Bright tourism outlook
TOURISM?IN?THE?CARIBBEAN should continue to improve this year barring unforeseen international or regional economic or social trauma.
This projection comes from director of research and information technology with the Caribbean Tourism Organization (CTO), Winfield Griffith, who said visitor arrivals were expected to increase by around five per cent.
“All indications are that the United States and Canadian markets would continue to perform well in terms of arrivals in 2011 as airlines continue to manage airlift and airfares in consonance with variable consumer demand,” he said yesterday during CTO’s annual state of industry Press conference at its Collymore Rock, St Michael office.
Griffith noted, however, that travellers were still expected “to hold a tight purse in light of continued uncertainty in their home economies and globally”.
He said travel from Britain was expected to improve marginally, at best, although some countries, especially in the eastern Caribbean, would benefit more than others as customary.
Arrival numbers were rising and hotels were seeing their revenue move in the right direction, albeit slowly.
Griffith also revealed that overall tourism performance improved in 2010, with stay-over arrivals up four per cent from the 22.1 million recorded in 2009.
“This figure puts us back to the level we saw in 2008 before the global economic recession and the British Air Passenger Duty (APD) took their toll,” he said, adding that cruise tourism was up by six per cent for 2010.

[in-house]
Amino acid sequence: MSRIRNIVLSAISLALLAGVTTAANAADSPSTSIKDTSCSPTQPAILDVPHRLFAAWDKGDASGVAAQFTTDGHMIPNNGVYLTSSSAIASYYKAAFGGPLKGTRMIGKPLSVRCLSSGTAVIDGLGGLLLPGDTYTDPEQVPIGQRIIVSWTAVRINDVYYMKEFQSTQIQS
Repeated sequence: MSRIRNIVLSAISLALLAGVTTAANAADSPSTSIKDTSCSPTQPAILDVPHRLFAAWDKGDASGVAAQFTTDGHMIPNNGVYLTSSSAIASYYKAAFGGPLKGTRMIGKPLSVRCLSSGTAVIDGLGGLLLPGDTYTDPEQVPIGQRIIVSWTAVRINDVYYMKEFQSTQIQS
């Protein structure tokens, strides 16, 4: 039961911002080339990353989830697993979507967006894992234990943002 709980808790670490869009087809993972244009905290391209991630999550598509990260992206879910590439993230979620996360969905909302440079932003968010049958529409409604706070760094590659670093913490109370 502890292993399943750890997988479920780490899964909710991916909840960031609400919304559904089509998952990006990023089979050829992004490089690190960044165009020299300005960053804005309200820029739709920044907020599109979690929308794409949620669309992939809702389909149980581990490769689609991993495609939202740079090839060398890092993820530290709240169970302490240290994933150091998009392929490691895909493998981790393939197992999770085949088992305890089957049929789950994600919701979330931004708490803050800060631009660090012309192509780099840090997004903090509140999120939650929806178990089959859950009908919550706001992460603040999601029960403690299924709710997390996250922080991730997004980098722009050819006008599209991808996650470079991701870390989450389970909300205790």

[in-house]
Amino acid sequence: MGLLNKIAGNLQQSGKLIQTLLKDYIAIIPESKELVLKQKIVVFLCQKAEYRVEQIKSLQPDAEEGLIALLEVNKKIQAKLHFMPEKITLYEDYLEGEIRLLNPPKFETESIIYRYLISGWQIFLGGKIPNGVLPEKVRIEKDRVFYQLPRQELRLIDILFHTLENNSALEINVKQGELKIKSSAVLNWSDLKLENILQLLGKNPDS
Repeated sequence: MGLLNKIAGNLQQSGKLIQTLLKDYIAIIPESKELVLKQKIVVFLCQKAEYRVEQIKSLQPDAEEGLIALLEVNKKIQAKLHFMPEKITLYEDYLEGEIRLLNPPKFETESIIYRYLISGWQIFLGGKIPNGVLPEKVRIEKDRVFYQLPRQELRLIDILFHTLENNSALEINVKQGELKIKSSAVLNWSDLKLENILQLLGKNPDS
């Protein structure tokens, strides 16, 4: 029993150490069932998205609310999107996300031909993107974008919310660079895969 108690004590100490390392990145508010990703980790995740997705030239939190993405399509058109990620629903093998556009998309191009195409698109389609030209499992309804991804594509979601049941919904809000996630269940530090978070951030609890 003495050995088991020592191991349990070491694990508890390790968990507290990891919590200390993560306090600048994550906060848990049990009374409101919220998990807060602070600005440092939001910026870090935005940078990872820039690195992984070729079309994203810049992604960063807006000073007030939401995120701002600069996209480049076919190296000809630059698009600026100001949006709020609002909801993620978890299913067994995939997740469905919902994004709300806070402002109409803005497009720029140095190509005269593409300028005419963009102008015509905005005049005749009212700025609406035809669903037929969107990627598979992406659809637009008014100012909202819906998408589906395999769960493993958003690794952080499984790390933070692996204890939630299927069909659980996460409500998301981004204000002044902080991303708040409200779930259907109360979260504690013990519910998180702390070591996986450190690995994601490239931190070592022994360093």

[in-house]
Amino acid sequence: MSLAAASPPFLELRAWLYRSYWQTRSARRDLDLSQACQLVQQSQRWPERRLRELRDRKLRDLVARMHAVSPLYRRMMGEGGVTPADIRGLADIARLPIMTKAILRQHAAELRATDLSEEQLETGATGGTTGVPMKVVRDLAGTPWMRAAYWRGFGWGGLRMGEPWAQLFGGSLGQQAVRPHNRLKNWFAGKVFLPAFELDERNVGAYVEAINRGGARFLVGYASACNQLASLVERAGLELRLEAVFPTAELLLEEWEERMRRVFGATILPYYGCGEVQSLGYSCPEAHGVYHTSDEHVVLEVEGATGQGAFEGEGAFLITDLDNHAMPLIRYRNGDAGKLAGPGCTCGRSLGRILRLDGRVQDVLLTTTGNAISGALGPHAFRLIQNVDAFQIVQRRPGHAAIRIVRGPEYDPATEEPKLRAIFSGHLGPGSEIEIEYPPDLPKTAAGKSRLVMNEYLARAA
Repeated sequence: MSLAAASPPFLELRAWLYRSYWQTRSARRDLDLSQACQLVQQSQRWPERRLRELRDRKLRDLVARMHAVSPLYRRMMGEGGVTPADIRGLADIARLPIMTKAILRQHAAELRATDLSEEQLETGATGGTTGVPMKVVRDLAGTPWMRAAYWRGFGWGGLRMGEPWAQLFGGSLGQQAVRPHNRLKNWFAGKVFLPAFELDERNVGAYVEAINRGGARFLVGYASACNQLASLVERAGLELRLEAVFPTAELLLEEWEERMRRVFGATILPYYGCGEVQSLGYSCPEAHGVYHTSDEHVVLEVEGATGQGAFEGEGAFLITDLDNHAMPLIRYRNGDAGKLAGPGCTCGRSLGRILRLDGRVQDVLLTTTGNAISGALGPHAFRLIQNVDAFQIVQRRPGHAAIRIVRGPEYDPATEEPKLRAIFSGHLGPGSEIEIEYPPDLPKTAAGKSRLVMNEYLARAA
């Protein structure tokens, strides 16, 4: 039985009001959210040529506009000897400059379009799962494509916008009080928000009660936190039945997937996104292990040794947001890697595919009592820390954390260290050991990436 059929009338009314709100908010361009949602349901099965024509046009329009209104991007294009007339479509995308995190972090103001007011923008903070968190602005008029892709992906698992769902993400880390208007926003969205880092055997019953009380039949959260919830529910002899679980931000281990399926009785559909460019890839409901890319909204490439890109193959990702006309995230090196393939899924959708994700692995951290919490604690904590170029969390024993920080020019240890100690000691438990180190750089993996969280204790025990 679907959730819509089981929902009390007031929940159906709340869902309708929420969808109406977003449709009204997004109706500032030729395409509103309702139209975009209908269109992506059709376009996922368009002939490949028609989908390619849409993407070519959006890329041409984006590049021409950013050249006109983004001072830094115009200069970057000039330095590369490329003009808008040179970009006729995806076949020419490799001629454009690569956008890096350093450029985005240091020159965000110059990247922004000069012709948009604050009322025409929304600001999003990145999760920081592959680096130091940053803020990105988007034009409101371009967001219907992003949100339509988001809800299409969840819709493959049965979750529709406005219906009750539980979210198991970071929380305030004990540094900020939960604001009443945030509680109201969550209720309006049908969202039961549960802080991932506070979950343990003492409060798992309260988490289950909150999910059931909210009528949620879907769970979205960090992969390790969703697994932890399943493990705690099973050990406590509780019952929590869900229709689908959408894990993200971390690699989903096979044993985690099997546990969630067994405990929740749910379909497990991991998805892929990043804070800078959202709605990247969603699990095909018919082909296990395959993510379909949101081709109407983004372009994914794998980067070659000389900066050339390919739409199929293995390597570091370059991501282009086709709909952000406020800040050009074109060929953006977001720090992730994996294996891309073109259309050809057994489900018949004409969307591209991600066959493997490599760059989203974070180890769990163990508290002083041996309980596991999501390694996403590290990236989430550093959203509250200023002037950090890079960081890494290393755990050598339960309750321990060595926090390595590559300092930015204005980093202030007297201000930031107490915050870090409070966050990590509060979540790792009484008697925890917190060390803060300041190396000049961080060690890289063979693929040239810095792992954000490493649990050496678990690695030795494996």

On the downside, Griffith said evidence indicated that average visitor spending was now back down to the level it was six years ago.
Overall, CARICOM countries recorded a 3.6 per cent rise in arrivals for the year that was marked by a 2.9 per cent increase in the OECS countries.
The Spanish-speaking Caribbean recorded six per cent growth, while Dutch Caribbean countries showed no material change in business, which was largely dampened by Curacao’s six per cent decline in arrivals.
Griffith noted that for the first time in three years, all four key hotel performance indicators were positive.
“The overall occupancy for the Caribbean increased by 3.1 per cent, average daily revenue went up 4.3 per cent and total room revenues by 7.1 per cent. Revenue per available room also rose by 7.5 per cent,” he said.
Griffith, however, noted that hotel revenues continued to fall short of where they were four to five years ago and the accommodation sub-sector would still be under considerable pressure to sustain operations at past levels.
United States arrivals went up by 5.7 per cent to surpass the pre-recession level of 11.5 million, while visitors from Canada increased by four per cent.
Griffith said arrivals from Canada showed steady increases in the past four years and there was no evidence of falling average spending in that market.
A total of 1.1 million land-based visitors came from Britain, down from 1.4 million in 2007.